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Miscarriage in Ireland

Miscarriage in Ireland

What was this project about?

Miscarriage in Ireland

Miscarriage is one of the most common complications in early pregnancy. It is estimated that approximately one out of five women will have a miscarriage throughout their reproductive lives. Despite the high prevalence of miscarriage and the biopsychological burden associated with experiencing miscarriage, there are several gaps in the literature. For example, there is a lack of standardisation of definitions and types of miscarriage worldwide. This high heterogeneity in cut-offs for defining miscarriage is limiting international comparisons of the evidence available. This is distorting the recording of data related to miscarriage in national and international health databases. Furthermore, little is known about the trends of hospital admissions for miscarriage and the non-fatal complications associated with it. In fact, there is no sufficient evidence of the validity of diagnosis of miscarriage in routinely collected health databases. In addition, although approximately 50% of miscarriages are linked to chromosomal anomalies, the underlying causes of miscarriage are still unclear for the remainder. Therefore, it is imperative to understand and identify causes and risk factors of unexplained miscarriage in order to develop effective treatments and promote healthy behaviours among the population.

The most well-established risk factors for miscarriage are advanced maternal age, previous pregnancy loss and parity. However, there is a need to identify risk factors in order to be able to prevent the likelihood of experiencing miscarriage. It is accepted that women who experience miscarriage suffer from psychological morbidity after the loss and in subsequent pregnancies. Nevertheless, further research is needed in order to obtain robust evidence on what specific group of women are more susceptible to develop psychological morbidity after miscarriage, what are the psychological and emotional changes during pregnancy after a miscarriage, and what are the effective non-pharmacological interventions to improve psychological wellbeing as well as future pregnancy outcome.

What was involved?

  • Determination of national trends in incidence and management of inpatient admissions for early miscarriage in the Republic of Ireland
  • Comparison of agreement for the diagnosis of miscarriage between three types of routinely collected hospital-based health records
  • Exploration of the risk factors associated with miscarriage among women attending an early pregnancy assessment unit (EPAU)
  • Determination of barriers and facilitators when designing large-scale longitudinal studies
  • Identification of randomised controlled trials that assessed the effect of interventions to reduce stress, anxiety and depression in pregnant women with a history of miscarriage, via systematic review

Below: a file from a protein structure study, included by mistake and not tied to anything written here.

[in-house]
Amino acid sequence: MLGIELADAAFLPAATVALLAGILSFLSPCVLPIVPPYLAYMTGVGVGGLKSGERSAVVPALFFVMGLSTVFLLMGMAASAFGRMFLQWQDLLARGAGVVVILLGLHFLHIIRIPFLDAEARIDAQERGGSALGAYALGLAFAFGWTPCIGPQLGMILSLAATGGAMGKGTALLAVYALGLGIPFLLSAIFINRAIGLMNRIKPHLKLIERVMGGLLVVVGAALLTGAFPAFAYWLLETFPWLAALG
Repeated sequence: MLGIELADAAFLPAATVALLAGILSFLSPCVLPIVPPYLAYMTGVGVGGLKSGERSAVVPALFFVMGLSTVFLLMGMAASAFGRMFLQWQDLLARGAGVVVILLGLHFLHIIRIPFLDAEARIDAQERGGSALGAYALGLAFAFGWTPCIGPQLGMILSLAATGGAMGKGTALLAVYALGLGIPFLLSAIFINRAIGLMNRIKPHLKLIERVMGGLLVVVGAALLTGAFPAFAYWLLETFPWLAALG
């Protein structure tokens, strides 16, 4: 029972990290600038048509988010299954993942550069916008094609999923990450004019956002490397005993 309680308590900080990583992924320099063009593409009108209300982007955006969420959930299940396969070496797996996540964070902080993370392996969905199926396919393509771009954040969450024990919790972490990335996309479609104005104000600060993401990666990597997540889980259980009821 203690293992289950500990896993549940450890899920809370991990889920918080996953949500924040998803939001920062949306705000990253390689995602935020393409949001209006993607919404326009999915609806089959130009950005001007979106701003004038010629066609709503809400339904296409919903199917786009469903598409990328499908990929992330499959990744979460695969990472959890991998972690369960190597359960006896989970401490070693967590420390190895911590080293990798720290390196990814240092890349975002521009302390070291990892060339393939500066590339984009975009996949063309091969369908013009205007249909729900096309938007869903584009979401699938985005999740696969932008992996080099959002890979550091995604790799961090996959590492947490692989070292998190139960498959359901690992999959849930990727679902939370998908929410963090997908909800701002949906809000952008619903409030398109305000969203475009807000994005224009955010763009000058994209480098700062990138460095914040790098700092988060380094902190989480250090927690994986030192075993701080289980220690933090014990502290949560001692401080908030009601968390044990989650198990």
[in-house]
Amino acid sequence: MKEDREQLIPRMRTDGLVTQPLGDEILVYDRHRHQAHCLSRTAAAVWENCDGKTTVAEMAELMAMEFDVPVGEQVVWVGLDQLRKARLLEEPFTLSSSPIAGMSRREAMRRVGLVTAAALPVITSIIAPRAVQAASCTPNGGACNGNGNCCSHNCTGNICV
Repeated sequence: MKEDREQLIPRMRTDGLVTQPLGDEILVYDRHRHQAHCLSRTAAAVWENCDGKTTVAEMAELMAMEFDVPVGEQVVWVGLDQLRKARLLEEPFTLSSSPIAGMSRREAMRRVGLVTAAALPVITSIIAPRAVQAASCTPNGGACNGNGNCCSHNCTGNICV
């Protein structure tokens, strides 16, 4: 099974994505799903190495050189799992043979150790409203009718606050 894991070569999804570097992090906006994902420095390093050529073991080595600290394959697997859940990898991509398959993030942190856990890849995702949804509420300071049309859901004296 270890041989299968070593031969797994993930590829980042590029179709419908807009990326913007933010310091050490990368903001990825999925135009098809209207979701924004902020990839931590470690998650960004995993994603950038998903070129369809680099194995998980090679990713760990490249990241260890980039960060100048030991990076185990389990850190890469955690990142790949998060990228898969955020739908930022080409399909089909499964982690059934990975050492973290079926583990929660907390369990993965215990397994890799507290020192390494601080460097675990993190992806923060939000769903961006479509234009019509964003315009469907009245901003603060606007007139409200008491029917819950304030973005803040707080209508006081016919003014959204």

• Assessment of university student’s knowledge of basic reproductive health information about miscarriage via a cross-secional survey.

Who was involved?

Project team

Name Affiliation Role
Indra San Lázaro Campillo National Perinatal Epidemiology Centre, UCC; Pregnancy Loss Research Group  PhD Student
Professor Keelin O'Donoghue Pregnancy Loss Research Group  Primary Supervisor
Dr Sarah Meaney  National Perinatal Epidemiology Centre, UCC; Pregnancy Loss Research Group Co-supervisor

Dissemination activities

Journal articles

  • San Lázaro Campillo I, Meaney S, McNamara K, O'Donoghue K. Psychological and support interventions to reduce levels of stress, anxiety or depression on women’s subsequent pregnancy with a history of miscarriage: an empty systematic review. BMJ Open. 2017;7:e017802.
  • San Lázaro Campillo I, Meaney S, Sheehan J, Rice R, O'Donoghue K. University students' awareness of causes and risk factors of miscarriage: a cross-sectional study. BMC Womens Health. 2018;18(1):188.
  • San Lázaro Campillo I, Meaney S, O’Donoghue K, Corcoran P. Ectopic pregnancy hospitalisations: A national population-based study of rates, management and outcomes. European Journal of Obstetrics & Gynecology and Reproductive Biology. 2018;231:174-179.
  • San Lázaro Campillo I, Meaney S, O’Donoghue K, Corcoran P. Miscarriage hospitalisations: a national population-based study of incidence and outcomes, 2005–2016. Reproductive Health. 2019;16:51.
  • San Lázaro Campillo I, Meaney S, Corcoran P, Spillane N, O'Donoghue K. Risk factors for miscarriage among women attending an early pregnancy assessment unit (EPAU): a prospective cohort study. Irish Journal of Medical Science. 2019;188:903-912.
  • San Lázaro Campillo I, Meaney S, Sheehan J, Rice R, O'Donoghue K. Reproductive health knowledge about miscarriage: A cross-sectional study of university students. Maternal and Child Health Journal. 2021;25(2):282-292.
  • San Lázaro Campillo I, Meaney S, Harrington M, McNamara K, Verling AM, Corcoran P, O'Donoghue K. Assessing the concordance and accuracy between hospital discharge data, electronic health records, and register books for diagnosis of inpatient admissions of miscarriage: A retrospective linked data study. Journal of Obstetrics and Gynaecology Research. 2021;47:1987-1996.

Project status

Completed: 2016 to 2019 

Further information

Please email Dr Indra San Lazaro 

Pregnancy Loss Research Group

Pregnancy Loss Research Group, Department of Obstetrics & Gynaecology, University College Cork, Fifth Floor, Cork University Maternity Hospital, Wilton, Cork, T12 YE02, Ireland,